By Yuka Obayashi
TOKYO (Reuters) – Oil prices rose in light trade on Tuesday on concerns that winter storms across the United States are affecting logistics and production of petroleum products and shale oil.
Brent crude was up 73 cents, or 0.9%, at $84.65 a barrel by 0122 GMT, while US West Texas Intermediate crude was at $80.41 a barrel, up 85 cents, or 1.1%.
On Friday, Brent rose 3.6%, while WTI gained 2.7%. Both benchmarks recorded their biggest weekly gains since October. British and US markets were closed on Monday for the Christmas holiday.
“Fears over supply disruption from winter storms in the US prompted buying, though trade was thin as many market participants were away on holiday,” said Kazuhiko Saito, chief analyst at Fujitomi Securities Co Ltd.
“But the US weather is forecast to improve this week, which means the rally may not last too long,” he said.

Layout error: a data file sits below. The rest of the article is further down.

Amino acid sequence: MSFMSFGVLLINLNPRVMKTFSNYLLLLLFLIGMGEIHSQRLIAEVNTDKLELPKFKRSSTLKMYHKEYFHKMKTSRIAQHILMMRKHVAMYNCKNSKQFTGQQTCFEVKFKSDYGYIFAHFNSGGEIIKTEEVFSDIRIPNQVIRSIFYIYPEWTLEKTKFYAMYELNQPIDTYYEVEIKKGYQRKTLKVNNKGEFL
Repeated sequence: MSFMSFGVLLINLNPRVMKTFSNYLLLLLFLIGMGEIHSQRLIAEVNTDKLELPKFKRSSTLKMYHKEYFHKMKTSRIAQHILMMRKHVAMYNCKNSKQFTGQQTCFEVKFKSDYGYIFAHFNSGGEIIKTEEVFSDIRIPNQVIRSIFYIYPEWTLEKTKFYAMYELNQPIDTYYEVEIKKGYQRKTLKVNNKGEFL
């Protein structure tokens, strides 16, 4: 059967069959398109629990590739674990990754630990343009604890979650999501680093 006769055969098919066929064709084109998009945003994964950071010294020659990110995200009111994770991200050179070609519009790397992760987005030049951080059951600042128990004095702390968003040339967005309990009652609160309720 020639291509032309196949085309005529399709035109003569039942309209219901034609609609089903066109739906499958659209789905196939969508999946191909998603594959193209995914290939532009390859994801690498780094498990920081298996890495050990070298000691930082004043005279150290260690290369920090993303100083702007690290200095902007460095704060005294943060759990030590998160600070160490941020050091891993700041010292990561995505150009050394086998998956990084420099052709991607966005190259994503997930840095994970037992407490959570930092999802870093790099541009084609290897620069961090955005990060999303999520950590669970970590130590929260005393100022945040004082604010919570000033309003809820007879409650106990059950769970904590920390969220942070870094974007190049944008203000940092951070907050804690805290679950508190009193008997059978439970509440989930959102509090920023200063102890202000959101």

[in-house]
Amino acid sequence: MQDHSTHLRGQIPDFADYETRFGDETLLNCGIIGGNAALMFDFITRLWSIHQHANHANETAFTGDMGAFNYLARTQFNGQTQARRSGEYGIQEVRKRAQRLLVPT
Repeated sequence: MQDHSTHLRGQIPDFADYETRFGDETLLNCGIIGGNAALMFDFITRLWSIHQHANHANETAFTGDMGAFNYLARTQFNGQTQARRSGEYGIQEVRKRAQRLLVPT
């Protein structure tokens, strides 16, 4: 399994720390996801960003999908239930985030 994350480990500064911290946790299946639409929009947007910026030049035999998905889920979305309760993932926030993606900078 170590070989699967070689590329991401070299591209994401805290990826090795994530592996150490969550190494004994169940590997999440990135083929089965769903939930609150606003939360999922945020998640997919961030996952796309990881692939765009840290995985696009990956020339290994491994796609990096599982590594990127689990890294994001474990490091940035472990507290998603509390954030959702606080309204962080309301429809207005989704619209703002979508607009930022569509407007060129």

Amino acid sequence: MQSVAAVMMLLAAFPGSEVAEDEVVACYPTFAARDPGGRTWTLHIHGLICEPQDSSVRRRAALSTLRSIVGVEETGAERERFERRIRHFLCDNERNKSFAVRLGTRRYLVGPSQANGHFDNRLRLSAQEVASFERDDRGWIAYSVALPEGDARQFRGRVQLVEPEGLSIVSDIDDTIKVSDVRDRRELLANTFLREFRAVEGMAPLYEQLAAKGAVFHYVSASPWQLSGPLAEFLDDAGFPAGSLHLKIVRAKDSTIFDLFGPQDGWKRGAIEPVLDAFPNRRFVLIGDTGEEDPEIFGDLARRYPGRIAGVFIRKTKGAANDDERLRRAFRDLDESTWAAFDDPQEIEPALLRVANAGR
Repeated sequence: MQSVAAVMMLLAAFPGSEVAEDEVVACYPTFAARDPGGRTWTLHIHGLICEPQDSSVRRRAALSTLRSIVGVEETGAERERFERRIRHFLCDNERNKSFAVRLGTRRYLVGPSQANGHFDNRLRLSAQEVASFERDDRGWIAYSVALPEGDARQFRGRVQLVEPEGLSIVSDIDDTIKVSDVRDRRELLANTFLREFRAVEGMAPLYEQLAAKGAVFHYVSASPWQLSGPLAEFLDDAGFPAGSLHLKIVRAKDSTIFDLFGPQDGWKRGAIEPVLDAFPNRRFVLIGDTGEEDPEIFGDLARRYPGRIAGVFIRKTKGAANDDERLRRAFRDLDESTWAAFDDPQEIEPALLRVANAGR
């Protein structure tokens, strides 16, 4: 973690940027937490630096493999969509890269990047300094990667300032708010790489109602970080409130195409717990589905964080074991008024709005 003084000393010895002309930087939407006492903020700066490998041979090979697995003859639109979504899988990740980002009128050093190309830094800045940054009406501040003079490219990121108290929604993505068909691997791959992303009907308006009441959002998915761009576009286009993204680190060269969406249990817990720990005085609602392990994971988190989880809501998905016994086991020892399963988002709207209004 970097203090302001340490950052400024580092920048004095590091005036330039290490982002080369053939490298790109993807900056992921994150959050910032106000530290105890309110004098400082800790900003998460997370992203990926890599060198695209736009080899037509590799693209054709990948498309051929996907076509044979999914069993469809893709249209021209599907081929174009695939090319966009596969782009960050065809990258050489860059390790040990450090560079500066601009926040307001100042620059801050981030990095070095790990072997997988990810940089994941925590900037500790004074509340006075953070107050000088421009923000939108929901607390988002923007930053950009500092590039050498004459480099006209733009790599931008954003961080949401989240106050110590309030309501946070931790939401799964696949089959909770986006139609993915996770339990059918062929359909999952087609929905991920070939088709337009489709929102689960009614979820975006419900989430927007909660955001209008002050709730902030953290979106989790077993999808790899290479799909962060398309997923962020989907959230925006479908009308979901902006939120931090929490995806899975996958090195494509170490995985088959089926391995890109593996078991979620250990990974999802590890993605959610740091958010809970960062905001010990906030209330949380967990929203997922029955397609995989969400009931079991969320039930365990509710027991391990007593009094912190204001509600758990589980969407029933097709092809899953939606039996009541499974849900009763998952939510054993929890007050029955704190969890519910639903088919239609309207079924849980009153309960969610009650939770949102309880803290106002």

A lethal blizzard paralyzed Buffalo, New York, on Christmas Day, trapping motorists and rescue workers in their vehicles, leaving thousands of homes without power and raising the death toll from storms that have chilled much of the United States for days.
Airlines had canceled nearly 2,700 US flights as of Saturday afternoon after the weather snarled airport operations around the country.
Frigid cold and blowing winds on Friday knocked out power and cut energy production across the United States, driving up heating and electricity prices.
Concerns about a possible production cut by Russia were also behind today’s rally.
Russia may cut oil output by 5% to 7% in early 2023 as it responds to price caps, the RIA news agency cited Deputy Prime Minister Alexander Novak as saying on Friday.
(Reporting by Yuka Obayashi)